Skip to main content

List Database Management. Bigger? Or, Better?

By July 23, 2020October 20th, 2020The Tech Lab

In most athletic competitions, the team that scores the most points, most goals or most runs means it wins the game. In golf, the lowest score wins the match. Hit fewer shots than all other competitors over a 72-hole tournament and you walk off with a “W.” In analyzing email database list management, we believe the winners are those marketers who don’t focus on quantity (the biggest), but rather the ones who target quality (the most engaged). In this case, smaller can beat out larger. And in the email marketing game, it’s a surefire win. Here’s how.

Is a Large Email Database a Good Thing?

The answer is a slightly qualified yes. At Communication Links we do believe that growing the email database is a very important Key Performance Indicator (KPI). Your marketing team, or a marketing company like ours, should be incentivized to build a strong database of customers and prospects with whom you can easily communicate through your email platform of choice. By adding a variety of meta-tagged attributes to each unique email address, you’ll be able to target customized emails to database sub-sets that match targeting criteria you wish to reach with your messages.

However, we do not buy into the argument that spending time and money to build the “largest” database in the market is a profitable end-game. Rather, the goal should be focused on building the largest database of engaged customers and prospects you can attract through opt-in best practices. Since the cost of your email service is generally tied to the size of the database hosted in your account, adding unqualified and less engaged users to your database will cost you more each month as the database grows. Another downside is the larger the base of less engaged users to whom you send email, the lower the effective Open Rates, Click-Through-Rates and other important email metrics that are equally valuable as KPIs.

How to Weed Out Non-Openers

Virtually all the major email service providers (ESPs), such as Constant Contact and MailChimp, offer effective database cleaning tools. One such tool enables you to chose a list bucket (or your entire list database) and run a query such as “How many unique email recipients have not opened any emails over the last 12 months.” You can vary the query to change the timeline such as last six months or whatever may be appropriate for your application.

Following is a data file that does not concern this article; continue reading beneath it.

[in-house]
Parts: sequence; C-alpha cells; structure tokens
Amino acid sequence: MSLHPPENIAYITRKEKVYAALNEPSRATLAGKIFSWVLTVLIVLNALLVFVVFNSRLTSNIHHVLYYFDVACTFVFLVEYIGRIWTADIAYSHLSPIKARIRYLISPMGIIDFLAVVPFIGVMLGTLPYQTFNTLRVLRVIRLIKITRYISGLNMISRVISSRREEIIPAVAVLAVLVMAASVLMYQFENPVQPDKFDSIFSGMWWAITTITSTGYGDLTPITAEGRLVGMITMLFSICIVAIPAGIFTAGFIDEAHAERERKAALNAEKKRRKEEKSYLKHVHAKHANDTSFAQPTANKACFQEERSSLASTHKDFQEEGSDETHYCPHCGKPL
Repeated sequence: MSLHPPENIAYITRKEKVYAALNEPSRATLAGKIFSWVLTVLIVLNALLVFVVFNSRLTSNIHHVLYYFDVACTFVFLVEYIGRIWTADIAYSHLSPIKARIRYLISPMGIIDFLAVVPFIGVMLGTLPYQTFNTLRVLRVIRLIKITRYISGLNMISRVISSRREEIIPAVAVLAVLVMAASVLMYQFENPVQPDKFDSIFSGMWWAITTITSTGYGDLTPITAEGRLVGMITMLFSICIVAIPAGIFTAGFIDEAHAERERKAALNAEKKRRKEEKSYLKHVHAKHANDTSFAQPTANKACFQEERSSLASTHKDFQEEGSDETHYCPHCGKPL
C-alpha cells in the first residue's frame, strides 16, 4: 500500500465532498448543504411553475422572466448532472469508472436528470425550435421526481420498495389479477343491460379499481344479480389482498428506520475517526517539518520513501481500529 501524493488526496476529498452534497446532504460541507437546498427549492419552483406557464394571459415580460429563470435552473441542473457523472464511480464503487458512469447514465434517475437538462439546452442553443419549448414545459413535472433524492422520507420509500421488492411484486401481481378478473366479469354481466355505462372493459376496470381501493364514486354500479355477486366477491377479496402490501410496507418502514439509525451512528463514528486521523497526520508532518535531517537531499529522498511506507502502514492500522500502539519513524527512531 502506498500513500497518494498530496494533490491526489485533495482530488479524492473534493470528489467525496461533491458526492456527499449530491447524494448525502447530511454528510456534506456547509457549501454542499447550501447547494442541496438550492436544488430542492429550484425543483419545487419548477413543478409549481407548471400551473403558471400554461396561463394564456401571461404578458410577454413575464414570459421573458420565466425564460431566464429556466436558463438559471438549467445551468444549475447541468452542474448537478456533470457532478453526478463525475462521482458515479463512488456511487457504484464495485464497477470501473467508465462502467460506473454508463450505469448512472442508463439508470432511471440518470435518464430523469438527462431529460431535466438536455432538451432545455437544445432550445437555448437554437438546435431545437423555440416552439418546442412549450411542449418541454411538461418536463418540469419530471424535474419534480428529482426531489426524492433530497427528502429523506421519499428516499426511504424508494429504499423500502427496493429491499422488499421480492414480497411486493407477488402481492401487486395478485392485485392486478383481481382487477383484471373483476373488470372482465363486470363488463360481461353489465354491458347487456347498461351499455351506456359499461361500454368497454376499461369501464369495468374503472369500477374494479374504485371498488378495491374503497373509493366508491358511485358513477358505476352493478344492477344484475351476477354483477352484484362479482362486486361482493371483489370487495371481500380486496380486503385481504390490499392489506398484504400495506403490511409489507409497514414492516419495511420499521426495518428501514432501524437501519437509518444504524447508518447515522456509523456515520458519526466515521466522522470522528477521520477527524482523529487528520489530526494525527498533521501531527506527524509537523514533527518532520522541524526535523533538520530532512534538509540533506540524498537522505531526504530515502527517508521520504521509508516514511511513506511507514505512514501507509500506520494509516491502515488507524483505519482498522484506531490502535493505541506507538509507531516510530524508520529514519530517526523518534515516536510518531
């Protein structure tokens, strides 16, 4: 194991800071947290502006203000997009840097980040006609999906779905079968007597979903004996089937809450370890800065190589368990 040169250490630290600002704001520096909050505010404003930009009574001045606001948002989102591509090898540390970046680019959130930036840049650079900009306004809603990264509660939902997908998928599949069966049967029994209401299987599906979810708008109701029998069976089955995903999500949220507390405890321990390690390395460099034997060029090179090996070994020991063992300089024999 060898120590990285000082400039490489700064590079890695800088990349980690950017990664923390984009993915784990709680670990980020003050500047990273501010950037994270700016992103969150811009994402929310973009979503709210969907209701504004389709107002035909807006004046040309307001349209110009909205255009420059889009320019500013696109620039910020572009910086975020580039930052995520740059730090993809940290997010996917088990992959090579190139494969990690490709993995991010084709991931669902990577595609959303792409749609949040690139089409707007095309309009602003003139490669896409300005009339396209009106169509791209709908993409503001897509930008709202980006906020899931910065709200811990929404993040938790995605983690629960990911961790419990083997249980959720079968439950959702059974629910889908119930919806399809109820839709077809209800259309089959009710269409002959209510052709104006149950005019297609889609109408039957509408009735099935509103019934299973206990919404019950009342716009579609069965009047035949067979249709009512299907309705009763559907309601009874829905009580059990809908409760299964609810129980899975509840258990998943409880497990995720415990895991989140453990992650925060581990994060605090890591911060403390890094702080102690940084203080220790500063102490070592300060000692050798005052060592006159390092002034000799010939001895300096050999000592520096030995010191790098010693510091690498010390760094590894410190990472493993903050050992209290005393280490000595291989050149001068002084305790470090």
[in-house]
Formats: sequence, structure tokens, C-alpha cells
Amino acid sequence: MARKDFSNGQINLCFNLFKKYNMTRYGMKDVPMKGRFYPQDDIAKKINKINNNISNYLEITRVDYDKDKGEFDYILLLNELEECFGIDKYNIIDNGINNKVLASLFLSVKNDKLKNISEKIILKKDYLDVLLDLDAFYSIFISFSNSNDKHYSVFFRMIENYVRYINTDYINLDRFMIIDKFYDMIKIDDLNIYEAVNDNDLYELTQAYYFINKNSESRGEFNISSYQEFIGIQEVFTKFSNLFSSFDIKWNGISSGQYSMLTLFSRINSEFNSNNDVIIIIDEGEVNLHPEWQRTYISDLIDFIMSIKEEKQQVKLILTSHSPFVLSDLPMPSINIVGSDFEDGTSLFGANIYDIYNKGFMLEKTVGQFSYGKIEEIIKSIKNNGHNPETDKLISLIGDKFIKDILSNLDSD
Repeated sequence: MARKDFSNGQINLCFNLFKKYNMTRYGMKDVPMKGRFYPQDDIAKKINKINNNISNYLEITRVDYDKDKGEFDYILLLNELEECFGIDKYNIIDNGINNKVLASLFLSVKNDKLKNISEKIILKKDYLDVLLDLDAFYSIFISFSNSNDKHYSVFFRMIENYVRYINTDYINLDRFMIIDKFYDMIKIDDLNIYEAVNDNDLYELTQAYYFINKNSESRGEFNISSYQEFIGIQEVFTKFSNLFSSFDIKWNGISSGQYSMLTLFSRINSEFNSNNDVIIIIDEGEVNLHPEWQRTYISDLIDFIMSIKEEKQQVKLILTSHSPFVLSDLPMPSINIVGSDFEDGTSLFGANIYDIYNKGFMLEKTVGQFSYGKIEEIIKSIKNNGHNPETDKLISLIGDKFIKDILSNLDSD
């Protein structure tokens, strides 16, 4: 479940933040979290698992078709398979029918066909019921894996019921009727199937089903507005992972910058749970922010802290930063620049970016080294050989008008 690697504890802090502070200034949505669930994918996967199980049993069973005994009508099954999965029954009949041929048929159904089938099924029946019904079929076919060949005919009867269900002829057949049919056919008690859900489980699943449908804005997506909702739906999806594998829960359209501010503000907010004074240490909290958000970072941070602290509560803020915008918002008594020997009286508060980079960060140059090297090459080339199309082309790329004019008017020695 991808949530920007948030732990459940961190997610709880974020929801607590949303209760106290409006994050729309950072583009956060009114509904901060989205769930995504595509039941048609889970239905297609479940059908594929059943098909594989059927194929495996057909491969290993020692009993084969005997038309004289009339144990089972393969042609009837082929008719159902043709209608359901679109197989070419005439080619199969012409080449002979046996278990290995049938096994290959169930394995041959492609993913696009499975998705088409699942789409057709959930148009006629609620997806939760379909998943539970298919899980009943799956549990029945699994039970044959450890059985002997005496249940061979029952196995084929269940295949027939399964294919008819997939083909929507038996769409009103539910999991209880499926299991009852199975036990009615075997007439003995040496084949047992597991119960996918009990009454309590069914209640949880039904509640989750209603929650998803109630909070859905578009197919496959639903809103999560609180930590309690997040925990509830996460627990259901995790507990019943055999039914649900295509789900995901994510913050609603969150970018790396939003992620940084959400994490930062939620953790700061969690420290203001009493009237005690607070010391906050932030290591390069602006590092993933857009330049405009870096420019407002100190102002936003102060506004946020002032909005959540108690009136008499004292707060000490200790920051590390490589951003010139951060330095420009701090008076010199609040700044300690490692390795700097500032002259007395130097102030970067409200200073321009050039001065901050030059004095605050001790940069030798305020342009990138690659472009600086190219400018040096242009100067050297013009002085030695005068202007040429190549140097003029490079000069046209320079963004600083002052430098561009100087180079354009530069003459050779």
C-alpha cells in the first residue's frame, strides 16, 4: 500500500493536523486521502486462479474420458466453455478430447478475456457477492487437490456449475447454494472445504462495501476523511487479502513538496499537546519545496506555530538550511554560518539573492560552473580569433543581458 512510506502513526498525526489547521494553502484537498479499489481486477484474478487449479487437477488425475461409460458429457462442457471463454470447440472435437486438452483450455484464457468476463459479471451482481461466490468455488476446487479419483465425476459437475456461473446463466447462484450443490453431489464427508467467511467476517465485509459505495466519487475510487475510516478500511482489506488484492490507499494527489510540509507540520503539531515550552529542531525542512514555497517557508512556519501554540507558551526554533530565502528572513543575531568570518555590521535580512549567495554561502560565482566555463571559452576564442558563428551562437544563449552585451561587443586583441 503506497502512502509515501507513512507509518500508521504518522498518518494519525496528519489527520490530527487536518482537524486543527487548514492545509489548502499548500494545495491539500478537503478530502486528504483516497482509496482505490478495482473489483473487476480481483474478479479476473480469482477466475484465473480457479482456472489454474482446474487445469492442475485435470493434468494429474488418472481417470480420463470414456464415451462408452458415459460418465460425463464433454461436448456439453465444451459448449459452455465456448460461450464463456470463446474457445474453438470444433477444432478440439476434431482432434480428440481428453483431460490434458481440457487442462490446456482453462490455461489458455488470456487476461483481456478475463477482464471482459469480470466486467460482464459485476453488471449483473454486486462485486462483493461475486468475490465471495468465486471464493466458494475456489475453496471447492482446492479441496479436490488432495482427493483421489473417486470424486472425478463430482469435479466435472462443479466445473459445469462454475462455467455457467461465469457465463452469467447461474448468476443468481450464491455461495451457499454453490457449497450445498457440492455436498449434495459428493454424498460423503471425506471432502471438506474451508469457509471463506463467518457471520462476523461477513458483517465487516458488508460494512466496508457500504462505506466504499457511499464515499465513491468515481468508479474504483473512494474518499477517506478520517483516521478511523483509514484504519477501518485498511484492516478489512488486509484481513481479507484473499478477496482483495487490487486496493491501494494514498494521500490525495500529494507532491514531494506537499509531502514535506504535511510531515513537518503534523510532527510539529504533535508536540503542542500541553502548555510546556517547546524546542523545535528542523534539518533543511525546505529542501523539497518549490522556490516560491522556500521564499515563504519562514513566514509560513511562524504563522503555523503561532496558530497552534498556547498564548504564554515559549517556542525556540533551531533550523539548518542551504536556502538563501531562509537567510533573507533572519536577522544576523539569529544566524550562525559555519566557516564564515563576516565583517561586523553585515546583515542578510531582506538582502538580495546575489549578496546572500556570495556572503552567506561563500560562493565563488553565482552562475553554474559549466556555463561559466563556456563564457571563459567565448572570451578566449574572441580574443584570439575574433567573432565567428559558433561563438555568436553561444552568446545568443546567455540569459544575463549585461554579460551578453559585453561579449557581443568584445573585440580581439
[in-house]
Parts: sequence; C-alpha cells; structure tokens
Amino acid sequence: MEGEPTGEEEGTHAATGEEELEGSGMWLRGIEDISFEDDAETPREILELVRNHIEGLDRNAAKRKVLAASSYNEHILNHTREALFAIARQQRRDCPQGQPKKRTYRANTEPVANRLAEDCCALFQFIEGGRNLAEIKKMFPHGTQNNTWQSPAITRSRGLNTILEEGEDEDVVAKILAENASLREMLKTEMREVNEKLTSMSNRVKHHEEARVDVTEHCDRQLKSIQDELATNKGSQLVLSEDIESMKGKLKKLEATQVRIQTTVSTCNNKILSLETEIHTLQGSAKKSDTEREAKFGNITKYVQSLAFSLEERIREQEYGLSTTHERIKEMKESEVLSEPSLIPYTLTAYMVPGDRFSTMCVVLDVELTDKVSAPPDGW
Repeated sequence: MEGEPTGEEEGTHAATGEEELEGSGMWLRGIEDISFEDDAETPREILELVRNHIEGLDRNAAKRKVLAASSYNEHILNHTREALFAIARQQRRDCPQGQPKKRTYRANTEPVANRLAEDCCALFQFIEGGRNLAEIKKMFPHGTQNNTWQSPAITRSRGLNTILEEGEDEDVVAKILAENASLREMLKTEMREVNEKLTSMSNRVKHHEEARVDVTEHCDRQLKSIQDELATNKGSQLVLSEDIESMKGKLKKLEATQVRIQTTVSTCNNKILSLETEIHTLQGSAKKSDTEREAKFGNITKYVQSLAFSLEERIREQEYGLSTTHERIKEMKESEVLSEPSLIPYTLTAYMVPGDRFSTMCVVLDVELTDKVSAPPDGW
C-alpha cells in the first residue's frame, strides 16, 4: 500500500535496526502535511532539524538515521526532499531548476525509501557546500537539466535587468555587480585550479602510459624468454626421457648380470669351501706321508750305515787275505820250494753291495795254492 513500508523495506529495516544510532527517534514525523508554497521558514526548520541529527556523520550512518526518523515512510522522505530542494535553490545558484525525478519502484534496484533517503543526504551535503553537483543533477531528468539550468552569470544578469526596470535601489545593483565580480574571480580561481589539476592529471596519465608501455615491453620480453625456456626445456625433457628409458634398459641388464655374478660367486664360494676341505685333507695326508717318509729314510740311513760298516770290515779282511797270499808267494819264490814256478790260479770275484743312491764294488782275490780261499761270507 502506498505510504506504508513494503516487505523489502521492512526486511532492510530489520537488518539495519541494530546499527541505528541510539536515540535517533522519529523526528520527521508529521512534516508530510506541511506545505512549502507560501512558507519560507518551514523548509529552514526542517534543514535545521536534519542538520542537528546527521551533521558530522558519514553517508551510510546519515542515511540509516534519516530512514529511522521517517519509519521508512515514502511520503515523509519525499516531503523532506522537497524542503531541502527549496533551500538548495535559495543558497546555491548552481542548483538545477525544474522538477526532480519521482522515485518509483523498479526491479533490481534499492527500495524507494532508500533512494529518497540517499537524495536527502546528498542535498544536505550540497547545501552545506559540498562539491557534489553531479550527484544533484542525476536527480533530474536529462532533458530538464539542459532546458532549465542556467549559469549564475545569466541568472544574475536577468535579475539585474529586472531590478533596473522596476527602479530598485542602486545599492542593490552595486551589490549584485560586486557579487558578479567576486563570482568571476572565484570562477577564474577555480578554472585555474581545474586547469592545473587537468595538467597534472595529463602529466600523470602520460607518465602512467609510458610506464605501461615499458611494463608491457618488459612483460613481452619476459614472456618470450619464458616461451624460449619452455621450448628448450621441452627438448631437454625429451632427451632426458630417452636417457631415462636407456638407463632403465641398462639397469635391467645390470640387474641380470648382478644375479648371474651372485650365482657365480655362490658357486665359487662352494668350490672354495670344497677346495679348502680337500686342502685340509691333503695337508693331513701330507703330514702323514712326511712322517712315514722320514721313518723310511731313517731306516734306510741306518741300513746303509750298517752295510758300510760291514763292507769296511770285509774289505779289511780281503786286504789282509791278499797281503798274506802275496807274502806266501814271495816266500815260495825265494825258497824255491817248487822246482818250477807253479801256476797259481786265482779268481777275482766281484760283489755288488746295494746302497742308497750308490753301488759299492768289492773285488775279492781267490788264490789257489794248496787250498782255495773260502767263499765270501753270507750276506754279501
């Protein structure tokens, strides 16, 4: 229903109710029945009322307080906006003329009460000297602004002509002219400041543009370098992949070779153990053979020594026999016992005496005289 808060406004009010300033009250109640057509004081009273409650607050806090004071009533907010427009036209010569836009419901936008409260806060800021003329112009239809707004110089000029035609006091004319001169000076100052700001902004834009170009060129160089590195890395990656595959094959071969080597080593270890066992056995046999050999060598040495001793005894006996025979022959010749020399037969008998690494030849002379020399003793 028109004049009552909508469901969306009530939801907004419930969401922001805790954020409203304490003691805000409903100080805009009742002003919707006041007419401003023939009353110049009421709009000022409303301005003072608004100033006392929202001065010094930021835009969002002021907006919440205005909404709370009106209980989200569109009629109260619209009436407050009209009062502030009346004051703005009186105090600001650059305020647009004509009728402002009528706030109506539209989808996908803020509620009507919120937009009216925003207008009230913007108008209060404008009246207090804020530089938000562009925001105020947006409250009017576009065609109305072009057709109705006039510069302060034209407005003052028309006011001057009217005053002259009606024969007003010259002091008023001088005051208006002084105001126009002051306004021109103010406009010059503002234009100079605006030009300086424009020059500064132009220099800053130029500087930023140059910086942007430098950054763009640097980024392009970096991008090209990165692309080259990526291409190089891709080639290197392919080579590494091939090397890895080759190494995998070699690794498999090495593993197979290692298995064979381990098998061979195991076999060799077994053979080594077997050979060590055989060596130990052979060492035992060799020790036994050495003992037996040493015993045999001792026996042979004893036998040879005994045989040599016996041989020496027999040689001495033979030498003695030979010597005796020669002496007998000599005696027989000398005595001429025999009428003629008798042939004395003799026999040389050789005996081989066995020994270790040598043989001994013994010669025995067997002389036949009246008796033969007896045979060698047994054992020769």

When we’ve run this list hygiene exercise on a number of our client list databases over the last year, the percentage of non-openers has been eye-opening. If you find that 20%-25% of your entire email database has not engaged with a single email over the last 6-12 months, the obvious questions to ask yourself are: how did these email addresses get there in the first place, and why should we keep them?

The easy solution is to delete the habitual non-openers immediately. Simply run a database scrub and remove them entirely. Another solution is to isolate these non-openers, delete them from the primary email list buckets within your email database, and add them to a single “non-openers” list. Over the course of a few months, you can experiment with several independent test offers to this group. Watch the metrics closely. Before pulling the pin completely, email the list one last time asking the recipients if they are still interested in hearing from you (remember, they may have never actually opted-in to your database based on your list sourcing). Delete them if they say “no” or just don’t open the email (what does that tell you?). Most non-openers don’t change their habits. Retaining them in your database may keep the Big Boss happy based on the ever-growing size of your database, but the ROI isn’t there. Drop them and don’t look back.

The Calculus of Great List Hygiene

There’s a temptation to add every email address you can scrape from gosh knows where because the recipients “might” open an email. The corollary is that some marketers don’t want to ever remove any name from the database because, you know, these recipient MIGHT buy something. Eventually. Our long history in the digital world tells us that formula doesn’t compute.

Keep your lists clean through the manual and automatic processes at your disposal. In terms of email deliverability, inbox placement, sender reputation (yours!) and data accuracy, list hygiene is one of the primary keys to maintaining high engagement rates and a successful email marketing program.

5 Tips for Effective List Hygiene

  • Don’t buy/upload outside lists: this may violate CAN-SPAM laws.
  • Always remove hard bounces: soft bounces should be monitored. Soft bounces may eventually become hard bounces.
  • Spam complaints auto-delete: don’t fret unless rate is greater than 1 per 1,000 emails sent. Some people just don’t want to hear from you for one reason or another (usually because of over-communications).
  • Opt-outs auto-delete: while there is always some level of email list churn, you should closely monitor opt-out rates. It could be a sign you aren’t correctly messaging or targeting your email lists.
  • Remove non-openers: email recipients don’t generally change their minds.